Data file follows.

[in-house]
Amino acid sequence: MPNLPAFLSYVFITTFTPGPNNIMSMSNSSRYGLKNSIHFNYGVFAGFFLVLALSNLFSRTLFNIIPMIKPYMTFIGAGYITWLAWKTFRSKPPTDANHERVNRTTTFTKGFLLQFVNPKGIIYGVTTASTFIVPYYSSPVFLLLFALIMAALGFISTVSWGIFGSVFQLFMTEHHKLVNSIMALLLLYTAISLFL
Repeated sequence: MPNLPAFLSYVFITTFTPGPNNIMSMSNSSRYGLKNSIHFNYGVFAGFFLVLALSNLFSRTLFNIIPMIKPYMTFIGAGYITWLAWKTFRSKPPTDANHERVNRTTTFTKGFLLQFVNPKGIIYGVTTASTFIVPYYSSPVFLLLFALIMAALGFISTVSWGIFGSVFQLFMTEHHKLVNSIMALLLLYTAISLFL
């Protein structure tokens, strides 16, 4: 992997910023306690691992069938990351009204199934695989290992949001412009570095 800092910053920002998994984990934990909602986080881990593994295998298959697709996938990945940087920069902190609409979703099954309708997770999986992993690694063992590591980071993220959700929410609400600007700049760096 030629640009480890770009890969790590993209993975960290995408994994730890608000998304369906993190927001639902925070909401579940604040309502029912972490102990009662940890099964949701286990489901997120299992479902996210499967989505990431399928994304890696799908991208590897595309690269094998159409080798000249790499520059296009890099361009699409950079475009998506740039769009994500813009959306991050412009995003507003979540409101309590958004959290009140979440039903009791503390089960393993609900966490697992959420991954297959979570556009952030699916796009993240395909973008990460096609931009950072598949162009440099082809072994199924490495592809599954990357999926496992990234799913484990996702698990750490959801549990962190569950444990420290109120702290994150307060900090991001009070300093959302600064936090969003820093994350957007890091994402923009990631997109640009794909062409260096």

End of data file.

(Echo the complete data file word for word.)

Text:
[in-house]
Amino acid sequence: MPNLPAFLSYVFITTFTPGPNNIMSMSNSSRYGLKNSIHFNYGVFAGFFLVLALSNLFSRTLFNIIPMIKPYMTFIGAGYITWLAWKTFRSKPPTDANHERVNRTTTFTKGFLLQFVNPKGIIYGVTTASTFIVPYYSSPVFLLLFALIMAALGFISTVSWGIFGSVFQLFMTEHHKLVNSIMALLLLYTAISLFL
Repeated sequence: MPNLPAFLSYVFITTFTPGPNNIMSMSNSSRYGLKNSIHFNYGVFAGFFLVLALSNLFSRTLFNIIPMIKPYMTFIGAGYITWLAWKTFRSKPPTDANHERVNRTTTFTKGFLLQFVNPKGIIYGVTTASTFIVPYYSSPVFLLLFALIMAALGFISTVSWGIFGSVFQLFMTEHHKLVNSIMALLLLYTAISLFL
């Protein structure tokens, strides 16, 4: 992997910023306690691992069938990351009204199934695989290992949001412009570095 800092910053920002998994984990934990909602986080881990593994295998298959697709996938990945940087920069902190609409979703099954309708997770999986992993690694063992590591980071993220959700929410609400600007700049760096 030629640009480890770009890969790590993209993975960290995408994994730890608000998304369906993190927001639902925070909401579940604040309502029912972490102990009662940890099964949701286990489901997120299992479902996210499967989505990431399928994304890696799908991208590897595309690269094998159409080798000249790499520059296009890099361009699409950079475009998506740039769009994500813009959306991050412009995003507003979540409101309590958004959290009140979440039903009791503390089960393993609900966490697992959420991954297959979570556009952030699916796009993240395909973008990460096609931009950072598949162009440099082809072994199924490495592809599954990357999926496992990234799913484990996702698990750490959801549990962190569950444990420290109120702290994150307060900090991001009070300093959302600064936090969003820093994350957007890091994402923009990631997109640009794909062409260096």